The importance of intent to die with self-harm behavior is a critical question for the field. The importance of any intent to die versus strong intent to die has not been well established. While greater intent to die with self-injury is strongly associated with future death by suicide, it also has a low positive predictive value overall.14-16 Paradoxically, the association between suicidal intent alone and subsequent suicide attempts has been absent or negative in several studies and may vary between men and women,17-19 but suicidal intent coupled with accurate expectations about the likelihood of dying does correlate with the medical lethality of a suicide attempt.20 Part of the difference may lie in subjective versus objective measures of suicidal intent. In a large prospective study, neither “wanting to die” nor suicidal ideation with an initial self-harm event predicted future death by suicide, but avoiding discovery at the time of the self-harm event was strongly predictive.21 The categorization of self-harm behavior into nonsuicidal self-injury behavior versus suicide attempt based on the patient’s retrospective determination of any intent to die may well be more nuanced and subjective and less predictive than had previously been thought.22

Brown and colleagues1 highlight the critical importance of the identification of both suicide attempts and nonsuicidal self-injury behavior in high-risk patients. While history of suicide attempts is one of the strongest predictors of future suicidal behavior, nonsuicidal self-injury behavior also strongly predicts future suicidal behavior and requires specific treatment and diagnostic considerations.21,23-26 Several large cohort studies have demonstrated increased mortality from both suicide and nonsuicidal events after self-harm behaviors, whether these be nonsuicidal self-injury behaviors or suicide attempts.21,27,28 In psychiatric inpatients, nonsuicidal self-injury behavior has shown stronger association with historical suicide attempts than current suicidal ideation, depressive symptoms, or hopelessness.29 Among depressed adolescents, previous nonsuicidal self-injury behavior has been repeatedly shown to strongly predict future suicide attempts.30,31 One concern is that clinicians underplay the importance of nonsuicidal self-injury behavior compared to suicide attempts and give less intensive psychiatric follow-up to these patients.30,32 Additionally, factors associated with future suicidal behavior after nonsuicidal self-injury behavior may differ from traditional risk factors and require differential treatment considerations.33 Further, all nonsuicidal self-injury behaviors may not be detected, even with the C-SSRS. Several studies have demonstrated much higher rates of nonsuicidal self-injury behavior detection when more detailed assessment tools are utilized,24,34 but the usefulness and cost/benefit ratio of these detailed assessments routinely have not been established.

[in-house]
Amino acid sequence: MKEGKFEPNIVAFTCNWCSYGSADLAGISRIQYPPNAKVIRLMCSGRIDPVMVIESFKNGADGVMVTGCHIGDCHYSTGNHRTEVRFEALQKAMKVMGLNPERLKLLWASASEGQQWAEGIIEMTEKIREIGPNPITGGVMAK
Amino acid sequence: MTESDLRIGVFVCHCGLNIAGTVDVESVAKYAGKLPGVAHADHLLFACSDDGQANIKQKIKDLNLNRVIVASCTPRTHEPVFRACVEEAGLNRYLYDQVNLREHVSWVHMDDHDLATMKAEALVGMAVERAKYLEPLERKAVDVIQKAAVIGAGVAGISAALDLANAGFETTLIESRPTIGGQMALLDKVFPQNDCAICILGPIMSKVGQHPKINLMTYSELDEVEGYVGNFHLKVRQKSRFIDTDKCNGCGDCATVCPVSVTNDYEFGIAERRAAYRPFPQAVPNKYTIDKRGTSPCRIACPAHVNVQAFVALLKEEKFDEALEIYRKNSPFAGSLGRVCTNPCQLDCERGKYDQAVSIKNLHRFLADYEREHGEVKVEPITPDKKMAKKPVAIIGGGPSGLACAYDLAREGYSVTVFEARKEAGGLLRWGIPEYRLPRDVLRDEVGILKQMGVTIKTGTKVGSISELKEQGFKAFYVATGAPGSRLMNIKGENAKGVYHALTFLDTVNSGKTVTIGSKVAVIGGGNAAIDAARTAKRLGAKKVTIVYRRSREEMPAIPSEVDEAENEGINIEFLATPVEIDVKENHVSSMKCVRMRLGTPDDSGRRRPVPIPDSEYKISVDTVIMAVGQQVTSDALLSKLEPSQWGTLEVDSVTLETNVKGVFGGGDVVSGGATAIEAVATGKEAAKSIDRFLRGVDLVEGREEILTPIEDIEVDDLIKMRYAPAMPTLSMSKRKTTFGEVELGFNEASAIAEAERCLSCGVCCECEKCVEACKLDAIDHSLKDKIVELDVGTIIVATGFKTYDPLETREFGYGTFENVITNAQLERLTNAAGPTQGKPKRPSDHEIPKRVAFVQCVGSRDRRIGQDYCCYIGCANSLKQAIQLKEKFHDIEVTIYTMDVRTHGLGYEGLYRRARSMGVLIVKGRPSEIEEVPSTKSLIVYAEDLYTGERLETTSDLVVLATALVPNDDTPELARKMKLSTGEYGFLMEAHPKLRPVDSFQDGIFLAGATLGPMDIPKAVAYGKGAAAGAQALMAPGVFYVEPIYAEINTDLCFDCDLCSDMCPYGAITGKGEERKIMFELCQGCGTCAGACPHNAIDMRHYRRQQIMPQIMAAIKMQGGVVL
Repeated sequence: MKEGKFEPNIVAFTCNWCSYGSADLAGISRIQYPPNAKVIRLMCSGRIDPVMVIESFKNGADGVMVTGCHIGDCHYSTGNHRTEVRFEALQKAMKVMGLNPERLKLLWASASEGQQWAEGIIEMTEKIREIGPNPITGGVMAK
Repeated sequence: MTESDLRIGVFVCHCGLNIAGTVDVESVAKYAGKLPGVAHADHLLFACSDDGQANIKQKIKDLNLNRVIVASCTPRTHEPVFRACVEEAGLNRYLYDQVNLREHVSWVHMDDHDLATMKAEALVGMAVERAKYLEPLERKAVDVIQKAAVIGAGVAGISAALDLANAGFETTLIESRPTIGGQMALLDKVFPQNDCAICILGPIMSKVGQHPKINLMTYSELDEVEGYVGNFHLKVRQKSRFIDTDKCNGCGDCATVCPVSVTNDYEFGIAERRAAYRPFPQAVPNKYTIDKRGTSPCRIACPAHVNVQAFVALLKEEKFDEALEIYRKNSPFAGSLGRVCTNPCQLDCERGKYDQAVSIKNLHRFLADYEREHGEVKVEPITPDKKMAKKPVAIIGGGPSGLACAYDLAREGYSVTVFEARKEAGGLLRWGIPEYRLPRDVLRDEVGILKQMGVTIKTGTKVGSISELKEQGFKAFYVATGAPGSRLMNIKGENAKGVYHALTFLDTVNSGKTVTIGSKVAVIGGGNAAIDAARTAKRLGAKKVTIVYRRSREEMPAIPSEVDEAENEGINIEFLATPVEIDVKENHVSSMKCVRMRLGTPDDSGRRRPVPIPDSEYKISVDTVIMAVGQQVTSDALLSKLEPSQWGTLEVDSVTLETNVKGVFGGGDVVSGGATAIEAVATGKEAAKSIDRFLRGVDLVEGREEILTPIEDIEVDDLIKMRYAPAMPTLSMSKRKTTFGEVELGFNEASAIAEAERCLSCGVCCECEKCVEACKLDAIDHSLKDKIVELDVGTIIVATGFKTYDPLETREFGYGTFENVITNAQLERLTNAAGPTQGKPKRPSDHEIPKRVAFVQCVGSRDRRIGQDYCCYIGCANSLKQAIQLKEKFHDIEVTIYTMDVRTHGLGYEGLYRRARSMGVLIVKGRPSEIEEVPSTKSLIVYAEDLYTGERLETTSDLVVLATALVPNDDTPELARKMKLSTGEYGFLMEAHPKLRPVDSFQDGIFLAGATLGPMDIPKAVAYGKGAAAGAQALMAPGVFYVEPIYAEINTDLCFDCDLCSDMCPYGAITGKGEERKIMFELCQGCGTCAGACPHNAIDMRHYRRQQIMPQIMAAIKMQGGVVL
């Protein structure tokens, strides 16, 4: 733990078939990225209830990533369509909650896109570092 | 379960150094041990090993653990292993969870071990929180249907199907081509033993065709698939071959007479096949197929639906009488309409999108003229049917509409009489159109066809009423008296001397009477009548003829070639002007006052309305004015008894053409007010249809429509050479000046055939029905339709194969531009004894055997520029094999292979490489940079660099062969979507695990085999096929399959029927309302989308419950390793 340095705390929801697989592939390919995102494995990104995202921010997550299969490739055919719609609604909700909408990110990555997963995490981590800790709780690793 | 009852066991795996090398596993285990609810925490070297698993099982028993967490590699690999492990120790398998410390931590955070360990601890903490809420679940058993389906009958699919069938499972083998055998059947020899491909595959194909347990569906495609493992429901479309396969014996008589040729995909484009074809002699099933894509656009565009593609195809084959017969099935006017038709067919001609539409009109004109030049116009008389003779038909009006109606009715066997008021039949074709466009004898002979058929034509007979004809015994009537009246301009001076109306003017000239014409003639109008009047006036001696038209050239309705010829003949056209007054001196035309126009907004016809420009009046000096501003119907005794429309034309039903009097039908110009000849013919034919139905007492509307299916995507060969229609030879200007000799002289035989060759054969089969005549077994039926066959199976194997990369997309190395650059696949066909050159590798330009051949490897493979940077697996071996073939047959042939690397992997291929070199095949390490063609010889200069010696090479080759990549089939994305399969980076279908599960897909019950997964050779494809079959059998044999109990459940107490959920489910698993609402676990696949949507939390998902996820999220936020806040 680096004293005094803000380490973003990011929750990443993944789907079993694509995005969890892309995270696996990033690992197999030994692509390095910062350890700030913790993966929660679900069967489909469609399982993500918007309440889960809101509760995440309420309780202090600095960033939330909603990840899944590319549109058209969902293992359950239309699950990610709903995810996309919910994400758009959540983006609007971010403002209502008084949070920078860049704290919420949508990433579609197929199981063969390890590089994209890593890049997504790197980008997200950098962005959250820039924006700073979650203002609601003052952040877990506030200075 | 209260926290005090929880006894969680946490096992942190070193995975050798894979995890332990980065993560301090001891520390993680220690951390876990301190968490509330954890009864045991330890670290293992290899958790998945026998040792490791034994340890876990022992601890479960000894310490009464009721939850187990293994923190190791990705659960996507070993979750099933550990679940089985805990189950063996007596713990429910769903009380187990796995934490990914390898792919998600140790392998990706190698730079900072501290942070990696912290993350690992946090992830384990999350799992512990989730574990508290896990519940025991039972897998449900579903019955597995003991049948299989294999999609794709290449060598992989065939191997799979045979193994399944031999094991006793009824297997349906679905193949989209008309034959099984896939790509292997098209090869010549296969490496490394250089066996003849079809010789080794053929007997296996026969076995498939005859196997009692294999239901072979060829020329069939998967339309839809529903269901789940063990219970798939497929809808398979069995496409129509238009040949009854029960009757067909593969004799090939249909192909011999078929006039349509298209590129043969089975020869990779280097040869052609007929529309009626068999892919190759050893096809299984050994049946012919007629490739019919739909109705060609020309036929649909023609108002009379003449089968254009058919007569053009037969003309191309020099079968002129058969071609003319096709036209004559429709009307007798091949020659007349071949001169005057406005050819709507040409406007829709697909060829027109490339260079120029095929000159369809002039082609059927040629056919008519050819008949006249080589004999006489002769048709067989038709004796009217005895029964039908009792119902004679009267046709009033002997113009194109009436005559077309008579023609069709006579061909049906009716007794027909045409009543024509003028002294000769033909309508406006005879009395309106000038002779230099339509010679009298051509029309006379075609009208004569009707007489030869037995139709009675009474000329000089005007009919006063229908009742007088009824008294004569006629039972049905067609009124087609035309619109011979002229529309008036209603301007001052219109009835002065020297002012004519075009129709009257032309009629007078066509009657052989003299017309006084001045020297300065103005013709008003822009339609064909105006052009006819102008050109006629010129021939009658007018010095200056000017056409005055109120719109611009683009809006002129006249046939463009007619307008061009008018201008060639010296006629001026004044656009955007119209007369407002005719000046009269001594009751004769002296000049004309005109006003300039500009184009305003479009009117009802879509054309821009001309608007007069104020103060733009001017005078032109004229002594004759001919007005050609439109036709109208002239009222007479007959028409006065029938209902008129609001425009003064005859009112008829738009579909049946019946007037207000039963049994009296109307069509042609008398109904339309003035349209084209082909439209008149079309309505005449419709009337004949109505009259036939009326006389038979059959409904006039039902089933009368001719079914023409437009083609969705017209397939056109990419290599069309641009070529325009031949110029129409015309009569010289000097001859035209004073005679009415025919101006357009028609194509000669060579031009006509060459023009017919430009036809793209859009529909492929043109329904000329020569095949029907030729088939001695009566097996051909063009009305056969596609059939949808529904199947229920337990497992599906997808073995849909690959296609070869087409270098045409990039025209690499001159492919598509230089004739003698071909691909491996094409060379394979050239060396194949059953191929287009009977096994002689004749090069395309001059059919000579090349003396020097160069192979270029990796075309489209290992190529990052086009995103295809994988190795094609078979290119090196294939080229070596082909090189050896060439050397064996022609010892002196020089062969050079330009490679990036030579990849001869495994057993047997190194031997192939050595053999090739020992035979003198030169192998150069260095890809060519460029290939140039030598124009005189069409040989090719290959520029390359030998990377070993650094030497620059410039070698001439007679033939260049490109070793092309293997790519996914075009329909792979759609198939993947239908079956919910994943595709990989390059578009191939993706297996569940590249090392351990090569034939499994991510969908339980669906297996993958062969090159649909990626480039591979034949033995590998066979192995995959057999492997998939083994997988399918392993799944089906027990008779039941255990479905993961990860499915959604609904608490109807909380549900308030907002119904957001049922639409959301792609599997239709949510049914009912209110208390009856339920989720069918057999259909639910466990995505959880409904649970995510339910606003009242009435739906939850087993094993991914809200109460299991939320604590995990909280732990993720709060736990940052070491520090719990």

While this study1 does not delineate differences in the detection of self-harm behavior among diagnoses, it suggests the importance of identification of self-harm behaviors in diverse patient populations. While the high risk of suicide attempts and death by suicide in patients with personality disorders, substance use disorders, and psychotic disorders is well established, these patients may have their suicidal behavior go unrecognized and untreated.35 Standardization of identification of self-harm in individuals without mood disorders will improve treatment and follow-up care. Establishment of routine standardized assessments of self-harm behaviors should significantly aid in the detection and treatment of high-risk behaviors in non-mood-disordered patients.

The utility of standardized assessments of suicidal behavior in research protocols is well established, but their utility and predictive value in the clinical setting have not been studied comprehensively.13,36,37 In summary, Brown and coauthors1 highlight a perennial question of the appropriate level of screening for suicidal risk in different clinical settings. Just as clinicians do not perform electrocardiograms on every emergency department patient to eliminate any concern for heart attack, the utility of full, standardized suicide risk assessments for every patient has not been determined. Studies of screening tools such as the ED-SAFE (Emergency Department Safety Assessment and Follow-up Evaluation), P4 screener, C-SSRS Screener, and others have suggested that a simple 3- or 4-question screen for suicide risk can be done to direct the patients at risk to a more detailed suicide risk assessment tool.38-40 Given the low prevalence of suicidal behavior, studies comparing the predictive value of different suicide screening tools have proven difficult to conduct yet are critical to establish the evidence base for these assessments.41,42 Future work to establish evidence-based and standardized clinical screening and assessment tools is warranted. Brown and colleagues begin that groundwork.

Author affiliation: Department of Psychiatry, University of Cincinnati, Cincinnati, Ohio.

Potential conflicts of interest: Dr McCullumsmith has served as a consultant for and on the advisory board for Janssen Pharmaceuticals.

Funding/support: None reported.

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Submitted: October 20, 2014; accepted October 21, 2014.

Corresponding author: Cheryl McCullumsmith, MD, PhD, Department of Psychiatry and Behavioral Neuroscience, University of Cincinnati, Stetson Building, 260 Stetson Street, Suite 3200, Cincinnati, OH 45219 (cheryl.mccullumsmith@uc.edu).

J Clin Psychiatry 2015;76(10):e1333-e1335

dx.doi.org/10.4088/JCP.14com09603